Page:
Some of the most shopped around fees in veterinary medicine are for the costs of puppy and kitten spay and/or neuter procedures. A recent publication from the College of Veterinarians for Ontario (CVO); the regulatory and licensing organization for veterinarians, alerts those shopping for prices be fully aware of what is being offered for the price quoted.
Unfortunately for the family in this particular situation, they lost the life of their young puppy before it even got into surgery. The puppy died from complications after being administered a drug combination that was incorrect.
The case was presented to the CVO disciplinary board, and they found over 30 standard infractions at this veterinary hospital. A sampling of their findings included: use of volunteers and untrained staff to administer medications and anesthesia to the animals, improper medications used and a below standard facility for the performing of surgical procedures.
One cannot assume that every veterinary facility is a carbon copy of another. The CVO and the Veterinarians Act of Ontario has a minimum standard that has to be met for licensing and accreditation of a veterinary hospital. Facilities are inspected every 5 years, and even with this, there is no guarantee the standards are always being met on a daily basis. Often shopped fees are used as lost leaders to gain clients, and even though the fee is reduced, very commonly corners are cut to maintain the low fee.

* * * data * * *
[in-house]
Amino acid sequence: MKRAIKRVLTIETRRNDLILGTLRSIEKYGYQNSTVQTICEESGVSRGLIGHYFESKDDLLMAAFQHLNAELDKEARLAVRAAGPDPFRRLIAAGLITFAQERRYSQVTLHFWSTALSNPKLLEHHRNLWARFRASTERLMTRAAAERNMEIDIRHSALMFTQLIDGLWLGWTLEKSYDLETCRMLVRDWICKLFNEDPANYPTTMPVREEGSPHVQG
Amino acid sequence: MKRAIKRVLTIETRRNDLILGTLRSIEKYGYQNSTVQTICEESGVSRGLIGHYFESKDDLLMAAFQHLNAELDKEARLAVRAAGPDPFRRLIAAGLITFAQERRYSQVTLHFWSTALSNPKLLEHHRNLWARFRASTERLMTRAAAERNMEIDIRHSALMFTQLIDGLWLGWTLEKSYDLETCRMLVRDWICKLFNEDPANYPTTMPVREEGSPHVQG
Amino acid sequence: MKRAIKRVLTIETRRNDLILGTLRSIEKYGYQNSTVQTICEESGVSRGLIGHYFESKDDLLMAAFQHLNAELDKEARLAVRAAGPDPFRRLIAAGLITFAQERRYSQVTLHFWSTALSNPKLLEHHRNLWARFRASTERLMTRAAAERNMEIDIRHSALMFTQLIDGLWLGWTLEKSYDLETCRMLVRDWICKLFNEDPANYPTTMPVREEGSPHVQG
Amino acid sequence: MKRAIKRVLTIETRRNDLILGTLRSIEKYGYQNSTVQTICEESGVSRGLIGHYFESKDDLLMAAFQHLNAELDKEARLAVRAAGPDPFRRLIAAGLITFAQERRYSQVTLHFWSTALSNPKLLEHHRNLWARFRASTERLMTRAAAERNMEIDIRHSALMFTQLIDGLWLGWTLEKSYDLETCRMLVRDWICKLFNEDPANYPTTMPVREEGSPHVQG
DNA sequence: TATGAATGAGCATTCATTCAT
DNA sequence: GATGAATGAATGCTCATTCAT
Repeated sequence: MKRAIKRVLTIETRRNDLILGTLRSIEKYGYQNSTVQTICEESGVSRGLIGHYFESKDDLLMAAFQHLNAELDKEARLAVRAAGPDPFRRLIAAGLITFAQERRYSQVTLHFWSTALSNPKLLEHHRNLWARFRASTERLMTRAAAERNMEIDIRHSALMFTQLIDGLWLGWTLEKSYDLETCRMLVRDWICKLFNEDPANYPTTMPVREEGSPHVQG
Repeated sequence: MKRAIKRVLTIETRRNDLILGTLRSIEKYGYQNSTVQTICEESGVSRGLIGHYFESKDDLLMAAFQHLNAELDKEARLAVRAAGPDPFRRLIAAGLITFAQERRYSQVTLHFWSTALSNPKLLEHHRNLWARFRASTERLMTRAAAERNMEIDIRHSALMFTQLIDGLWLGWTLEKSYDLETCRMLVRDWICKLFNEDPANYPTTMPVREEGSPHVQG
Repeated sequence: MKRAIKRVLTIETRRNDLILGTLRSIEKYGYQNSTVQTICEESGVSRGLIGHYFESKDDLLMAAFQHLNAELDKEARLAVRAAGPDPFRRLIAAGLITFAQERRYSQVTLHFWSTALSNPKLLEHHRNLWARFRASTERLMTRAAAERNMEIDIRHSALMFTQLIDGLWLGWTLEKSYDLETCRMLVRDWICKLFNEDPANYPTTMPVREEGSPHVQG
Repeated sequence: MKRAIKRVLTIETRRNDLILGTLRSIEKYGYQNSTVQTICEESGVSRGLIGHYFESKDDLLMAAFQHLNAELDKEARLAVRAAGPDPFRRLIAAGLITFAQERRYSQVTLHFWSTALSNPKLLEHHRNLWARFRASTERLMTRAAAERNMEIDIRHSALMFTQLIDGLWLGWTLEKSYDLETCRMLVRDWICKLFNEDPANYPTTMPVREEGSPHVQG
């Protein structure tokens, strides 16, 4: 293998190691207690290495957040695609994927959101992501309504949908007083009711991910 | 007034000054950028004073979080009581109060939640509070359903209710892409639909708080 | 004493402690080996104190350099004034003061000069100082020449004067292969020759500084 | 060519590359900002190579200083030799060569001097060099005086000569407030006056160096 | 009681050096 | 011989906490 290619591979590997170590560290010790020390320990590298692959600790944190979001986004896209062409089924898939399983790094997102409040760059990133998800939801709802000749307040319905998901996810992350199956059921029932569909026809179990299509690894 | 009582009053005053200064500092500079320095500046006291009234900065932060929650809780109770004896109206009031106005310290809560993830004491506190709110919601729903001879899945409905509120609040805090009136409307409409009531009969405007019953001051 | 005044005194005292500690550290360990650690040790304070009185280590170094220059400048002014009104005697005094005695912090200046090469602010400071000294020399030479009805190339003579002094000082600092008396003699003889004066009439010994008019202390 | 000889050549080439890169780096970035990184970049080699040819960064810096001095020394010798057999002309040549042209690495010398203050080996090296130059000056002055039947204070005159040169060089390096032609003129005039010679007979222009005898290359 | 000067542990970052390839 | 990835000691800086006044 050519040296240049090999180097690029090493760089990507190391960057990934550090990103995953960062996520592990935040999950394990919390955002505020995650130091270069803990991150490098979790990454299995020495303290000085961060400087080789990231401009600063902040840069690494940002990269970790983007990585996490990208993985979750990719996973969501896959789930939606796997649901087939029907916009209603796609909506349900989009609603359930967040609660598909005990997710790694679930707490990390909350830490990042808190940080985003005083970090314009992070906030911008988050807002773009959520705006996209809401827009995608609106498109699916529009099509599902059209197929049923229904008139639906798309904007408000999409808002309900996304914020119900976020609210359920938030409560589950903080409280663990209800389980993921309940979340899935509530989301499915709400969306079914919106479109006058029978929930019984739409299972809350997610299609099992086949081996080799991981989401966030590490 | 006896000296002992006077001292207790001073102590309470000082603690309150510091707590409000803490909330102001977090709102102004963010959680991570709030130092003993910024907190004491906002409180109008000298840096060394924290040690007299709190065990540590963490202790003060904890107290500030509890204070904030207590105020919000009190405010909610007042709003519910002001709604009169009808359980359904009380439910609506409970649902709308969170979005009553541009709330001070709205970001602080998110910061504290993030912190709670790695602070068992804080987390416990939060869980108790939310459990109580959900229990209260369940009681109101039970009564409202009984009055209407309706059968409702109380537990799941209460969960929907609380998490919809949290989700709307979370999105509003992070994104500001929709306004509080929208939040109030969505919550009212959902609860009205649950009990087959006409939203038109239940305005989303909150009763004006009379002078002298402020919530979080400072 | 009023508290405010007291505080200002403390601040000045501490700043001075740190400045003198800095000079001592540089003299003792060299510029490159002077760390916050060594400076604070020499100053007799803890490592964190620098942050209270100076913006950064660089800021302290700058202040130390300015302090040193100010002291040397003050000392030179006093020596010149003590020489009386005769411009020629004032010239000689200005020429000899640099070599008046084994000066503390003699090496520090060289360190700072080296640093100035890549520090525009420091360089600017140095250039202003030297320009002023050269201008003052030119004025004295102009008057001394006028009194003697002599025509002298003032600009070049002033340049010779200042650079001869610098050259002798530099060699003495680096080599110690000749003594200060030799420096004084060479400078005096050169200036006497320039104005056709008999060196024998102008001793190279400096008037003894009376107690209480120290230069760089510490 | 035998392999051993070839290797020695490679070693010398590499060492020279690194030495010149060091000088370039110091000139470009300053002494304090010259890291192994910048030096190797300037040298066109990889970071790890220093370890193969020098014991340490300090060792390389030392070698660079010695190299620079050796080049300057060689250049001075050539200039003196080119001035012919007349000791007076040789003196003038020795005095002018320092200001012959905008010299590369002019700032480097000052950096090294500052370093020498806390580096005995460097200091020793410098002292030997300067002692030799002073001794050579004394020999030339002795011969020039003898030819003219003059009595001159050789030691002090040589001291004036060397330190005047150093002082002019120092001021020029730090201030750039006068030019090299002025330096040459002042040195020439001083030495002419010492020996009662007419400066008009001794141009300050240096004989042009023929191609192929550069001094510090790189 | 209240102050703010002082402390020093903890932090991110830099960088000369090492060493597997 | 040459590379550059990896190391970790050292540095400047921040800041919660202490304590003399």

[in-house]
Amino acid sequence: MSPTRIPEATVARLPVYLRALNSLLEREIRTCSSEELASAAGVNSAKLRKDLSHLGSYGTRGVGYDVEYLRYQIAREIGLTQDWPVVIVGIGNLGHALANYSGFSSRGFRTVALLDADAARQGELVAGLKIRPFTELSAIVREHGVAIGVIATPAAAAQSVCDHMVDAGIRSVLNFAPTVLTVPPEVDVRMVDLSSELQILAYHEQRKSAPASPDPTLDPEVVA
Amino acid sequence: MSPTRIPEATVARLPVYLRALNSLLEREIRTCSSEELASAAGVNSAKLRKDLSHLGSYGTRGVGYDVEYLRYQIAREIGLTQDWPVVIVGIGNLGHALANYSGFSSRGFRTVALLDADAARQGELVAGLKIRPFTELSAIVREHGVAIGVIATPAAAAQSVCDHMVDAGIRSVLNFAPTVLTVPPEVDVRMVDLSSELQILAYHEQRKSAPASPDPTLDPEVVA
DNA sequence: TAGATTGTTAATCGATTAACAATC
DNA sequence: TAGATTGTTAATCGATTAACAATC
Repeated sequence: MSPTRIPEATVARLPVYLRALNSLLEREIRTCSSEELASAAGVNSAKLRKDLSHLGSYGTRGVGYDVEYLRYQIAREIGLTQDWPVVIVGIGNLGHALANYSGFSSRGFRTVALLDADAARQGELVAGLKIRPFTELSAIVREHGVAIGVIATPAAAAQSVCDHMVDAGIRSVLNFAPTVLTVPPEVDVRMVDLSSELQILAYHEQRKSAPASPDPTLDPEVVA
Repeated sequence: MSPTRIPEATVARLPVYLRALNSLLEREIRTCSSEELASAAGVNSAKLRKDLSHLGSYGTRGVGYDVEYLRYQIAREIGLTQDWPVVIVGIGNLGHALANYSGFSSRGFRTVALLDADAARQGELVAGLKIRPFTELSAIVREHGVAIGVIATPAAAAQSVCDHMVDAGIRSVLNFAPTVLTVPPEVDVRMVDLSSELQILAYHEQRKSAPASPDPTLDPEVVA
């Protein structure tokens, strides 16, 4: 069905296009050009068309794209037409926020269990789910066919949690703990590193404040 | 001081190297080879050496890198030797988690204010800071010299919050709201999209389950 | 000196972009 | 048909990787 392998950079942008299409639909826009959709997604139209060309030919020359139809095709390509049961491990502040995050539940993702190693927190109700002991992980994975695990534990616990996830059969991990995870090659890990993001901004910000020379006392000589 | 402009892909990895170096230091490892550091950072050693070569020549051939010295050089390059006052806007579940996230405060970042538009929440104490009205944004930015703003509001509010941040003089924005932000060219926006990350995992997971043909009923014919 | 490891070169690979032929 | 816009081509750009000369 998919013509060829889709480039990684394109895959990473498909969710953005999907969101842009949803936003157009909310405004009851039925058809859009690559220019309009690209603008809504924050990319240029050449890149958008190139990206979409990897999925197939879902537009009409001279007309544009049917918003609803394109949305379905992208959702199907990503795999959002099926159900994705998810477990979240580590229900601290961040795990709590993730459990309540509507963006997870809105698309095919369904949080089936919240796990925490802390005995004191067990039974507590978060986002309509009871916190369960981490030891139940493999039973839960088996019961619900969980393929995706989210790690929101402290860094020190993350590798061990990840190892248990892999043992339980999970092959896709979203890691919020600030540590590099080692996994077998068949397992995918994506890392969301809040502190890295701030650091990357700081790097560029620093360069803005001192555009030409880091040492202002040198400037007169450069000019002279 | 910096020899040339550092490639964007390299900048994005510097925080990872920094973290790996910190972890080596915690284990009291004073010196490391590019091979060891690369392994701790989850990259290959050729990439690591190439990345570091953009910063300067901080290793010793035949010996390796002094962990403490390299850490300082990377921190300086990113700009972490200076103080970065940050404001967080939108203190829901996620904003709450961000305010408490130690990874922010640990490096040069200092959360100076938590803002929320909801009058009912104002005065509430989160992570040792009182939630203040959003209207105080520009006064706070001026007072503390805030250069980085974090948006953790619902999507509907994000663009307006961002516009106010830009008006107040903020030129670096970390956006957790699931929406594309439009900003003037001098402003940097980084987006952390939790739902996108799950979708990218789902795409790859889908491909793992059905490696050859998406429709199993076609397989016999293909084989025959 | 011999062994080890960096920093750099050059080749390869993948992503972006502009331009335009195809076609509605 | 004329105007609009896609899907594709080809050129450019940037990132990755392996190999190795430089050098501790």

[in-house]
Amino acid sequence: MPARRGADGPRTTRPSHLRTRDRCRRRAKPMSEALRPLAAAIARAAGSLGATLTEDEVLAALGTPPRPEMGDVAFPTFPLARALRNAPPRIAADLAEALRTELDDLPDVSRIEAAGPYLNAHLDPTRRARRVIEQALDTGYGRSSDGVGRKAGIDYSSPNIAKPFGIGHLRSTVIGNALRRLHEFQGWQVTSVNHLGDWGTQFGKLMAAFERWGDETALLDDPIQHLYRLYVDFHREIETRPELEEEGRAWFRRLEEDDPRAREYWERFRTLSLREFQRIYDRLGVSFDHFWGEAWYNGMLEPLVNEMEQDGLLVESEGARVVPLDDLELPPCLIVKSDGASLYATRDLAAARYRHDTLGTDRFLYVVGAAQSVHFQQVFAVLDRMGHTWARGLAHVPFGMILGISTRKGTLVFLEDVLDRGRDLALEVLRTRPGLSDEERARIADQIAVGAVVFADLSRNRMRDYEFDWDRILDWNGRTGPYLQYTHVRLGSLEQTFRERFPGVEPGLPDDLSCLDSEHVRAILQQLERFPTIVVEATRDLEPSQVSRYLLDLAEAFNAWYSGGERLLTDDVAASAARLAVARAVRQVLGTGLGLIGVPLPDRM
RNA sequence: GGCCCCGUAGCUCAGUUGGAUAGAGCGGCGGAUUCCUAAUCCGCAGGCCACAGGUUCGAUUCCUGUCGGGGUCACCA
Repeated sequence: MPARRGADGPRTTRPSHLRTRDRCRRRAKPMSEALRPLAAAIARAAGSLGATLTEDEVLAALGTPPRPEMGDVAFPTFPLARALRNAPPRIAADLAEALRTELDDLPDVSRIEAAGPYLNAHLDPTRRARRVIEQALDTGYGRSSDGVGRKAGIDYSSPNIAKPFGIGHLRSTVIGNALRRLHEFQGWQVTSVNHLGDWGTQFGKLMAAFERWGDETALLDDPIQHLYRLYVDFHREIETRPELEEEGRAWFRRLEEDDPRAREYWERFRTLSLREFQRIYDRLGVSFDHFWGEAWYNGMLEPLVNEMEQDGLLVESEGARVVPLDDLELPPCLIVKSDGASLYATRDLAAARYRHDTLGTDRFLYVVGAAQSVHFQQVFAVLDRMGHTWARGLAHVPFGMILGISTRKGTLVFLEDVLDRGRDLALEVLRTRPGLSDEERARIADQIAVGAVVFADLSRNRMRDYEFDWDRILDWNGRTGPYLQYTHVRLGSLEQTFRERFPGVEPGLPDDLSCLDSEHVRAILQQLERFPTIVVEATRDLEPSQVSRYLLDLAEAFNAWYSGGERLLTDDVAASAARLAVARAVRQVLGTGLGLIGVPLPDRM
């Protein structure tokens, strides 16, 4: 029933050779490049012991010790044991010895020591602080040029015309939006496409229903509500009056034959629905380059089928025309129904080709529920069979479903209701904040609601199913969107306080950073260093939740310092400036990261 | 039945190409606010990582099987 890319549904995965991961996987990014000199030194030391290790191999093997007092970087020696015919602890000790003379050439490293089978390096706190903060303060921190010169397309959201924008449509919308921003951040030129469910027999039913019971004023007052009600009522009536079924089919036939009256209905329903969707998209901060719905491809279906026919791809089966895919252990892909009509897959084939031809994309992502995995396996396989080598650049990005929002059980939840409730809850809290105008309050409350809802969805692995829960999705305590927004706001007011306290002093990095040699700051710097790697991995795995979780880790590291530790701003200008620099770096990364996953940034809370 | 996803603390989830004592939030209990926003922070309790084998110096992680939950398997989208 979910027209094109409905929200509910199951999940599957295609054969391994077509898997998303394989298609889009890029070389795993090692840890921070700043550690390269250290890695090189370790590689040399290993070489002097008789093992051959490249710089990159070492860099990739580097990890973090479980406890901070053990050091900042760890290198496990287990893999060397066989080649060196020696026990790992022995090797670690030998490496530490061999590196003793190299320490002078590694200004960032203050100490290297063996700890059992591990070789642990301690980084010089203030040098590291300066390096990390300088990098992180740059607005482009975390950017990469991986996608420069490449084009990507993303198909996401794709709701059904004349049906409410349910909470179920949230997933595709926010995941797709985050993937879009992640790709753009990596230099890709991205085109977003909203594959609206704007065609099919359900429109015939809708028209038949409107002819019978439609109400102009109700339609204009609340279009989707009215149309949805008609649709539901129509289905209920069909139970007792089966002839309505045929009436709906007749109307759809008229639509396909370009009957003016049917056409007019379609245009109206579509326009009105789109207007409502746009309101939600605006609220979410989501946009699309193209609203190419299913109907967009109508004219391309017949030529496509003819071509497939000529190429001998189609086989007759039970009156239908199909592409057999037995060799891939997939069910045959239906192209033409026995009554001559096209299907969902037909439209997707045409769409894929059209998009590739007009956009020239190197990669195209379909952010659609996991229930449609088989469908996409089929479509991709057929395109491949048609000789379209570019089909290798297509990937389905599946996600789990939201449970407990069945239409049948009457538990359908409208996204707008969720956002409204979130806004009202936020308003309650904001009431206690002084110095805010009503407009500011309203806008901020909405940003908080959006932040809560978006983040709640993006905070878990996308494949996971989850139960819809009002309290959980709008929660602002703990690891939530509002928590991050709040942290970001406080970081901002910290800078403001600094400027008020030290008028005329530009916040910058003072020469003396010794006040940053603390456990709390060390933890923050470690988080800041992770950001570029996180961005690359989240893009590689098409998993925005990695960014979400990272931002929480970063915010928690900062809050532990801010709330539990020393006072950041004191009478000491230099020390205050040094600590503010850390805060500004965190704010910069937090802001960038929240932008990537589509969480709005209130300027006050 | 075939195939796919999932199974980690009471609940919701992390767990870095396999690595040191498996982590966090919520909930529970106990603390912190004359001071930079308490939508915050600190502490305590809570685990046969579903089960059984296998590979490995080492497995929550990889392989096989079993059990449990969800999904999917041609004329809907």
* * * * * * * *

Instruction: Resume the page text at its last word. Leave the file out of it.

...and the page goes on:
Be sure to ask the right questions if shopping around for prices, so a proper comparison can be made:
- Are there properly trained/educated veterinary technicians involved?
- What experience do the veterinarian(s) have?
- How is the pet monitored while in the hospital?
- Are there attendants in the hospital overnight?
- Ask for a tour of the hospital and meet the people caring for your pet.